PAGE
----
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June 12, 2007

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NOTE TO JOURNALISTS: A photo of Kevin Burke is available on the Web at
. A high-resolution photo is available by contacting Ann Holdsworth.

Kevin Burke Helped Revolutionize Thinking on Planet’s Surface

HOUSTON, June 12, 2007 – Continental drift and plate tectonics may seem like elementary science these days, but in the 1960s, a University of Houston geologist was helping turn the science world on its head. Forty years later, they’re honoring him for it.

The Geological Society of America announced in May that Kevin Burke, a professor with the UH College of Natural Sciences and Mathematics, won the 2007 Penrose Medal for his pioneering research in plate tectonics.

The theory that the Earth’s crust was made up of a few massive plates helped explain earthquakes, volcanic activity, mountain ranges and the movement of continents. It is orthodoxy now, but most geologists rejected this theory in the 1960s.

Burke was at the forefront of this paradigm shift and is considered a “father figure” of plate tectonic theory, said John Casey, chair of the UH geosciences department. Burke also was one of the first to write about how the collision of the Indian and Asian plates created the Himalayas.

Because the plates move at roughly the rate fingernails grow—or four centimeters a year—Burke’s research takes him hundreds of millions of years into the past to understand how plate movements have reshaped continents and formed new seas and oceans.

Plate tectonics also explained continental drift and how Africa and South America seemed to fit together like a puzzle, outdating previous theories along the way.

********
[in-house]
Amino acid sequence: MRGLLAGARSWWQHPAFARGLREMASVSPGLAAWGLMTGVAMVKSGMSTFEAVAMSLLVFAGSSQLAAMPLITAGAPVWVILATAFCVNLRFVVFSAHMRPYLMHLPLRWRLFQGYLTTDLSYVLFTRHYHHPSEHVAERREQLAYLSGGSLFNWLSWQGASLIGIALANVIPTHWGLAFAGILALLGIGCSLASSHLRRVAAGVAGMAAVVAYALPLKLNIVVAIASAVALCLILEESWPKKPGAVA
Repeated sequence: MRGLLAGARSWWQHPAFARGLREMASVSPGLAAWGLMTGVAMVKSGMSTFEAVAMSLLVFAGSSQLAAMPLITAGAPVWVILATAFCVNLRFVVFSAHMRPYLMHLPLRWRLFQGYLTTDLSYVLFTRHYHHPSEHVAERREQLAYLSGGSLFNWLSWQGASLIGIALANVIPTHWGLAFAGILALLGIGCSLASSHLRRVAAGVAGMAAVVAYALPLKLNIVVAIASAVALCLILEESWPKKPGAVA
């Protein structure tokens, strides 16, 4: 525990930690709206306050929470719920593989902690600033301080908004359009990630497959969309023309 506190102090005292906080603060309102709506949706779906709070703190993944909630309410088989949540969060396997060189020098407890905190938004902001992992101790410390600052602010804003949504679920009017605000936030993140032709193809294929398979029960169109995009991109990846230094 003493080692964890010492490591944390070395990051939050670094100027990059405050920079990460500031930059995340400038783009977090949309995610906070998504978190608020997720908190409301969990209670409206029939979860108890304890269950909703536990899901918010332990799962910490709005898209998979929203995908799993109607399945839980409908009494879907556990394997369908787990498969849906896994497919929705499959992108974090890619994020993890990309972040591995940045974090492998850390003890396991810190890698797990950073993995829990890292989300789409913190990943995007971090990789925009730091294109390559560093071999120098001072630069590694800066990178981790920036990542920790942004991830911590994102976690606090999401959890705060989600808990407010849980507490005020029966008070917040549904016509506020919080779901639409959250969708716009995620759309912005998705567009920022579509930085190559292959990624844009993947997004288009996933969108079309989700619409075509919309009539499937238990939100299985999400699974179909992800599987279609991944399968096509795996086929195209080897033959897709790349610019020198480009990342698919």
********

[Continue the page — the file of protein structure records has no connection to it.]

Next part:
“We suddenly understood how the world works,” Burke said.

Burke also is well-known among geologists for his work explaining the origin of hot spots such as Hawaii and Iceland. While most volcanic activity occurs along plate boundaries, hot spots are areas where narrow streams of hot mantle have created volcanic islands far from the plate margins.

Burke will pick up his award in October at the society’s annual meeting and will join the ranks of colleagues he has long admired.

“I know you’re kind of expected to say you’re overwhelmed, but it’s true,” Burke said. “People I think very highly of have won this award.”

Burke also joins fellow award winner and colleague, UH geologist John Dewey, who won the award in 1992.

“It is a rare honor to have two Penrose winners at one university,” said Donald Foss, provost and vice president for academic affairs at UH. “Kevin Burke is an exceptional scientist who has made significant contributions both in the field and in the classroom.”

Burke came to UH in 1983 after working at universities in Africa, Canada and the Caribbean. The Britain native has traveled around the world—hammer in hand—throughout his five-decade career. At 77, he does not get out into the field as much as he used to, but his passion for geology is undimmed, and he still has more research and insight to contribute to the field, Casey said.

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